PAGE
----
Ca2+ sensors: Synaptotagmins

Tei Ichi Nishiki, Kentaro Kuroki, Toshio Masumoto, Hideki Matsui

Research output: Chapter in Book/Report/Conference proceedingChapter


Synaptotagmin is a synaptic vesicle membrane protein that is postulated to function as a calcium (Ca2+) sensor for neurotransmitter release. This protein contains two Ca2+-binding domains (C2A, C2B) in its cytoplasmic region. Genetic studies provide strong evidence supporting the idea that synaptotagmin is the Ca2+ sensor for the fast synchronous component of evoked transmitter release. In addition, synaptotagmin appears to be involved in docking and priming (by clamping spontaneous fusion) of synaptic vesicles and regulating fusion pores as well as vesicle endocytosis. In vitro studies demonstrate that synaptotagmin binds to phospholipid membranes in the presence and absence of Ca2+. Furthermore, in response to Ca2+, the tips of synaptotagmin C2 domains penetrate lipid bilayers, altering the membrane curvature. Synaptotagmin also binds to the soluble Nethylmaleimide-sensitive factor attachment protein receptor (SNARE) complex that is believed to be the core fusion machinery, although the findings on the Ca2+ dependency of binding of synaptotagmin to SNARE have been inconsistent and controversial. Taken together, synaptotagmin appears to trigger a fast synchronous component of transmitter release by binding to Ca2+, probably through the interactions with both membranes and SNAREs.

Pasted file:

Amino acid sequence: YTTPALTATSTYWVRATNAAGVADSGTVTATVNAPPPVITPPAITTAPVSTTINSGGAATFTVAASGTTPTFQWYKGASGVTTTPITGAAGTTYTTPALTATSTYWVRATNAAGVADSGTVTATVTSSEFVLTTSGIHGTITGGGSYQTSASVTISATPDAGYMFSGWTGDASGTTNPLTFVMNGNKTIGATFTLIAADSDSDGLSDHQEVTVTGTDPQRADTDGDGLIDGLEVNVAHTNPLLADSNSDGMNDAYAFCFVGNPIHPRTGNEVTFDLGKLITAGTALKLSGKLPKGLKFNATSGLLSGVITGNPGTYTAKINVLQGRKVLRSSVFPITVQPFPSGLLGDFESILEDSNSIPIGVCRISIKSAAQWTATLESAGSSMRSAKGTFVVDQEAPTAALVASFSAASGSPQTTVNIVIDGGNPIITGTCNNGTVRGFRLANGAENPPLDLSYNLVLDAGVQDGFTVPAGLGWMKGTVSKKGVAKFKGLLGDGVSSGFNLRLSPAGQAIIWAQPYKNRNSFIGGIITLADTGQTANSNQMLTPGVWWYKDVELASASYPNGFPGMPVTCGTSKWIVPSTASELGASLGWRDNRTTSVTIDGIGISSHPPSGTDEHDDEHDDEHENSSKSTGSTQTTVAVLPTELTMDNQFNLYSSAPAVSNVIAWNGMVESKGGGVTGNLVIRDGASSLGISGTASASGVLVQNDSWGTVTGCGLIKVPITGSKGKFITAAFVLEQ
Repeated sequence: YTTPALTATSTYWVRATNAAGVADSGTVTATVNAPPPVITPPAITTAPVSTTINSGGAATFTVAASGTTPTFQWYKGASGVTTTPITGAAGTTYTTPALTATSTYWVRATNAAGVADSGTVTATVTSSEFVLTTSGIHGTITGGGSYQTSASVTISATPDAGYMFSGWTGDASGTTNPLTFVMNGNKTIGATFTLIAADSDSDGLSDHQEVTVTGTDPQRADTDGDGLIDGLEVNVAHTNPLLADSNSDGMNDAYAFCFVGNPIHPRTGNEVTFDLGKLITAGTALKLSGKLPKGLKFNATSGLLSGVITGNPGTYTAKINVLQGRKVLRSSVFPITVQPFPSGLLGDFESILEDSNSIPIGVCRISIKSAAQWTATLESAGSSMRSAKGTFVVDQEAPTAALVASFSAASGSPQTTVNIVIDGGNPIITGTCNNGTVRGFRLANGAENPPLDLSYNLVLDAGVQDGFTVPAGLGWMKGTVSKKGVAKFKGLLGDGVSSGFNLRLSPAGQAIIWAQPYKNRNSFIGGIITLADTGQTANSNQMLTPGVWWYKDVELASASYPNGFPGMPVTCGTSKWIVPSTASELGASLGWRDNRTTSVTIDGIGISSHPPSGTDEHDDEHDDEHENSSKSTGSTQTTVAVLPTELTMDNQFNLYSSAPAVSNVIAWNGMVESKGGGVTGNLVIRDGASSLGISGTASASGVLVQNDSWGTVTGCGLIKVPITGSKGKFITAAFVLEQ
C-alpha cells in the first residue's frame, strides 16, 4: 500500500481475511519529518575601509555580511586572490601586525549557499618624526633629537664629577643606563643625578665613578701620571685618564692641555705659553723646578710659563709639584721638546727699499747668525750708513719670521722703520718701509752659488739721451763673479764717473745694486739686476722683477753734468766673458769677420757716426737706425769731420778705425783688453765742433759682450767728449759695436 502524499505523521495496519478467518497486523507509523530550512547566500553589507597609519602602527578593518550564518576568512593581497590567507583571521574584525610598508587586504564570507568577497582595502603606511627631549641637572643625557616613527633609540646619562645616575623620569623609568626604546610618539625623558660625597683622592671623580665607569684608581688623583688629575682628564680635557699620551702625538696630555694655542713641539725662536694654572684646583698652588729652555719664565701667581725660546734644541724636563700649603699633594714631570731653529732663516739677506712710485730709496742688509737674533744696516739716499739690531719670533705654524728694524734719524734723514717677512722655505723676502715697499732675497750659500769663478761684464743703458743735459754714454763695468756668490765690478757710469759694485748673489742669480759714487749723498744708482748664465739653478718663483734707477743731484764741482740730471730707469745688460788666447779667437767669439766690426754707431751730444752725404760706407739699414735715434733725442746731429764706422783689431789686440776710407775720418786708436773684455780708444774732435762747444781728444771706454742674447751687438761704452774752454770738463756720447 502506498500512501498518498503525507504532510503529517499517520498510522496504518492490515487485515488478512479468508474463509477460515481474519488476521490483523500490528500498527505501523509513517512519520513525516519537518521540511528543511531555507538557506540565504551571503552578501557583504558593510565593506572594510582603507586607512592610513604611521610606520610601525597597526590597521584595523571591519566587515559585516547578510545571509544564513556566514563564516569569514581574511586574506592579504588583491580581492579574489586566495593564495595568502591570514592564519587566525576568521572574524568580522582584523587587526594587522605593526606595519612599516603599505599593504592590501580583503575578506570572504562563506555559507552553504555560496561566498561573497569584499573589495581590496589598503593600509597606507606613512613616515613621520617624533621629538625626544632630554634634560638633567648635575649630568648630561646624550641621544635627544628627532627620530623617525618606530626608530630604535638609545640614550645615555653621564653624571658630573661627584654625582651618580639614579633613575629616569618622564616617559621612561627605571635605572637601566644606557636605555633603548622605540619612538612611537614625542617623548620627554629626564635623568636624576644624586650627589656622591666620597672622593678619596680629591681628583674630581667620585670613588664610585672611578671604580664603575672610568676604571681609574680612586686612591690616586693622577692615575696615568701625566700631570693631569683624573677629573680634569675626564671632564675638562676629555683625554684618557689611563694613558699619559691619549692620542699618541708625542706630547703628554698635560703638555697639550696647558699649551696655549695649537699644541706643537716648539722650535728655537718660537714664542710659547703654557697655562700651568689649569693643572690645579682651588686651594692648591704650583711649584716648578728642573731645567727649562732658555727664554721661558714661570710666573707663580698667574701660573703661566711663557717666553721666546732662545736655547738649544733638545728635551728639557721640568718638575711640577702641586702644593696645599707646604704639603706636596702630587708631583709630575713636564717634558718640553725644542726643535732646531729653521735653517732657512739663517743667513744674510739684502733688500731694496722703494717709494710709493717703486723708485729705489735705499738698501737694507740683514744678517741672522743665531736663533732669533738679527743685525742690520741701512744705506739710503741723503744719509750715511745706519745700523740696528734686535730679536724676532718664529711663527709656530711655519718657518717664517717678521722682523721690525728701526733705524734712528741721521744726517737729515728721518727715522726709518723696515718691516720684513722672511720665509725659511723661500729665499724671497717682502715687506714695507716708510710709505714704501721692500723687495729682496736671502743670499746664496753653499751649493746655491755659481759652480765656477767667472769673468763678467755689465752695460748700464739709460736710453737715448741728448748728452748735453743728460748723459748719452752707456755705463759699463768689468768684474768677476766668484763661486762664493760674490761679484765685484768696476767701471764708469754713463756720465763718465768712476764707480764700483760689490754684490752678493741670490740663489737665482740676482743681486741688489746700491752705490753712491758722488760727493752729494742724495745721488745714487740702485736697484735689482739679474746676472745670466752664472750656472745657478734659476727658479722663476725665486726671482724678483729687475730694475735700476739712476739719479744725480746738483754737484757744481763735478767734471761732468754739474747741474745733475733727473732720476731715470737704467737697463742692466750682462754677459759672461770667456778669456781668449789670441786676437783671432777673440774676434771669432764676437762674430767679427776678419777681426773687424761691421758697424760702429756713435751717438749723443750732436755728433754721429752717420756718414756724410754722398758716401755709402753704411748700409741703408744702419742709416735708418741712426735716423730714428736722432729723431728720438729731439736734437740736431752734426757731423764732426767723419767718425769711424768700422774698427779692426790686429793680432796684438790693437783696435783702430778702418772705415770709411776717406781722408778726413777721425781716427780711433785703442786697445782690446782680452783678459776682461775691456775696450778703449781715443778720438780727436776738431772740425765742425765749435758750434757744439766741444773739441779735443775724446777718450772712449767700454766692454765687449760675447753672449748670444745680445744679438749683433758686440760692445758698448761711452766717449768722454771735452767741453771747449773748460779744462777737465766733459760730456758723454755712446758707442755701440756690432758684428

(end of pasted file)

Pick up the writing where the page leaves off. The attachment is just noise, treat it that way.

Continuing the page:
Original languageEnglish
Title of host publicationPresynaptic Terminals
PublisherSpringer Japan
Number of pages28
ISBN (Electronic)9784431551669
ISBN (Print)9784431551652
Publication statusPublished - Jan 1 2015


  • Exocytosis
  • Phospholipids
  • Synaptic vesicle
  • Synchronous release

ASJC Scopus subject areas

  • Medicine(all)
  • Neuroscience(all)
  • Biochemistry, Genetics and Molecular Biology(all)


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